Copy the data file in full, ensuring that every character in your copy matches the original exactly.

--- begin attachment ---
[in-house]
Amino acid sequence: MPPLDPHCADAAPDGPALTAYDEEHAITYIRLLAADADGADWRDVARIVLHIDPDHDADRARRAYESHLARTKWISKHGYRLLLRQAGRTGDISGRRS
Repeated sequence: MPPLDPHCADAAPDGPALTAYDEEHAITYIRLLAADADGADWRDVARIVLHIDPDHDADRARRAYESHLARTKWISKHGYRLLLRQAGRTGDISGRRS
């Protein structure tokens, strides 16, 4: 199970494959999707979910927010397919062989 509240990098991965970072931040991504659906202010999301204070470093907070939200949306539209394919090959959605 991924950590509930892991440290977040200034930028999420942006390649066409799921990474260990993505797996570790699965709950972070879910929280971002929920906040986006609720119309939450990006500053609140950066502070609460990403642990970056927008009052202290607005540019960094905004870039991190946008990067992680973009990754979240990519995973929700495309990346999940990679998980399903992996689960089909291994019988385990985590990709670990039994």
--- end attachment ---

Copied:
[in-house]
Amino acid sequence: MPPLDPHCADAAPDGPALTAYDEEHAITYIRLLAADADGADWRDVARIVLHIDPDHDADRARRAYESHLARTKWISKHGYRLLLRQAGRTGDISGRRS
Repeated sequence: MPPLDPHCADAAPDGPALTAYDEEHAITYIRLLAADADGADWRDVARIVLHIDPDHDADRARRAYESHLARTKWISKHGYRLLLRQAGRTGDISGRRS
């Protein structure tokens, strides 16, 4: 199970494959999707979910927010397919062989 509240990098991965970072931040991504659906202010999301204070470093907070939200949306539209394919090959959605 991924950590509930892991440290977040200034930028999420942006390649066409799921990474260990993505797996570790699965709950972070879910929280971002929920906040986006609720119309939450990006500053609140950066502070609460990403642990970056927008009052202290607005540019960094905004870039991190946008990067992680973009990754979240990519995973929700495309990346999940990679998980399903992996689960089909291994019988385990985590990709670990039994």